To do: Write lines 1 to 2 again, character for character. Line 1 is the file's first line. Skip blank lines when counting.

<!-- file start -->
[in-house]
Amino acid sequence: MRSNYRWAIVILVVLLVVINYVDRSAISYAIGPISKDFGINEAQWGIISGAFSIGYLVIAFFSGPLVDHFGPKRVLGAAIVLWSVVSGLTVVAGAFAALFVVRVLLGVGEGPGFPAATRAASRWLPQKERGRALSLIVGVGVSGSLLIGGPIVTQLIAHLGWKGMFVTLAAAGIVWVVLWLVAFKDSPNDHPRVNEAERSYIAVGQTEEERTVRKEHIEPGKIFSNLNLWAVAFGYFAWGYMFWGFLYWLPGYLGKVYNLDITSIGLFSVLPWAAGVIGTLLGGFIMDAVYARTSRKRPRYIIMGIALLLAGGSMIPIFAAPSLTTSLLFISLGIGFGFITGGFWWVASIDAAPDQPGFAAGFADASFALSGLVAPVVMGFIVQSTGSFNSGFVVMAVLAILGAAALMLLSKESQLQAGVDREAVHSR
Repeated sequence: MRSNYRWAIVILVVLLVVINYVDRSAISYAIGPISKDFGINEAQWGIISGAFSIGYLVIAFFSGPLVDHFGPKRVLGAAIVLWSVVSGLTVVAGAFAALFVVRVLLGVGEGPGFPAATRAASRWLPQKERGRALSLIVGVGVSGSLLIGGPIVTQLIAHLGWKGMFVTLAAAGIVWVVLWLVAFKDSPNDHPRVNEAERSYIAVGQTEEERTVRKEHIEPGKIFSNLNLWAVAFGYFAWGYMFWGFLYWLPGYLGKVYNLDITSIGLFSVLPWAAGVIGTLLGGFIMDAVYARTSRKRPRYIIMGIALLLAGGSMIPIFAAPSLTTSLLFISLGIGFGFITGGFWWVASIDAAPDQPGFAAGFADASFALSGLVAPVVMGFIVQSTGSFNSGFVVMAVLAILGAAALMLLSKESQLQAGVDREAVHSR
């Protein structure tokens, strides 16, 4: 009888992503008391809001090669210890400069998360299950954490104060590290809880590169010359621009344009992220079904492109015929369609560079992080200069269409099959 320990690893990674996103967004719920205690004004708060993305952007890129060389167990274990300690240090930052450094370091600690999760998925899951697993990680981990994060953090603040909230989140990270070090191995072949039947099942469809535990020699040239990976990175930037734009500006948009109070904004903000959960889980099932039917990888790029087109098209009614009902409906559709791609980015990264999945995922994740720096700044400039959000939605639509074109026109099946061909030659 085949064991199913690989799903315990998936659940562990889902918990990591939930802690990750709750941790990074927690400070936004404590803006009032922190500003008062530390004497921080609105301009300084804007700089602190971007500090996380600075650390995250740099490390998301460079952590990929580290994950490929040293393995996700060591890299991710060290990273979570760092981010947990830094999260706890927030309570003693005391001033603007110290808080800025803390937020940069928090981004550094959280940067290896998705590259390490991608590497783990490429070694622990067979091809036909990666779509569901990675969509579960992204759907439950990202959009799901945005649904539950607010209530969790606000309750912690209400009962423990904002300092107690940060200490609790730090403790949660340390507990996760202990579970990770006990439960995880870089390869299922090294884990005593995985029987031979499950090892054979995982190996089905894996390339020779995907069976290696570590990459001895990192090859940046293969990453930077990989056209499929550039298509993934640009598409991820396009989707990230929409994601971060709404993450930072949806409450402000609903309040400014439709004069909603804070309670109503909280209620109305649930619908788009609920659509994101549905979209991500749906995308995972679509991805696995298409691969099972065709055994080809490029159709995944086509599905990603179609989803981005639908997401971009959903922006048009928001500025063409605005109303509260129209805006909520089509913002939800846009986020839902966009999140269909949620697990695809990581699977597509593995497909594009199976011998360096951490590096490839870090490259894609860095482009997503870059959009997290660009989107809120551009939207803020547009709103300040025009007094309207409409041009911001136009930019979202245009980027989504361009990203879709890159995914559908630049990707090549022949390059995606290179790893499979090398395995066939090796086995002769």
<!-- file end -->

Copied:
[in-house]
Amino acid sequence: MRSNYRWAIVILVVLLVVINYVDRSAISYAIGPISKDFGINEAQWGIISGAFSIGYLVIAFFSGPLVDHFGPKRVLGAAIVLWSVVSGLTVVAGAFAALFVVRVLLGVGEGPGFPAATRAASRWLPQKERGRALSLIVGVGVSGSLLIGGPIVTQLIAHLGWKGMFVTLAAAGIVWVVLWLVAFKDSPNDHPRVNEAERSYIAVGQTEEERTVRKEHIEPGKIFSNLNLWAVAFGYFAWGYMFWGFLYWLPGYLGKVYNLDITSIGLFSVLPWAAGVIGTLLGGFIMDAVYARTSRKRPRYIIMGIALLLAGGSMIPIFAAPSLTTSLLFISLGIGFGFITGGFWWVASIDAAPDQPGFAAGFADASFALSGLVAPVVMGFIVQSTGSFNSGFVVMAVLAILGAAALMLLSKESQLQAGVDREAVHSR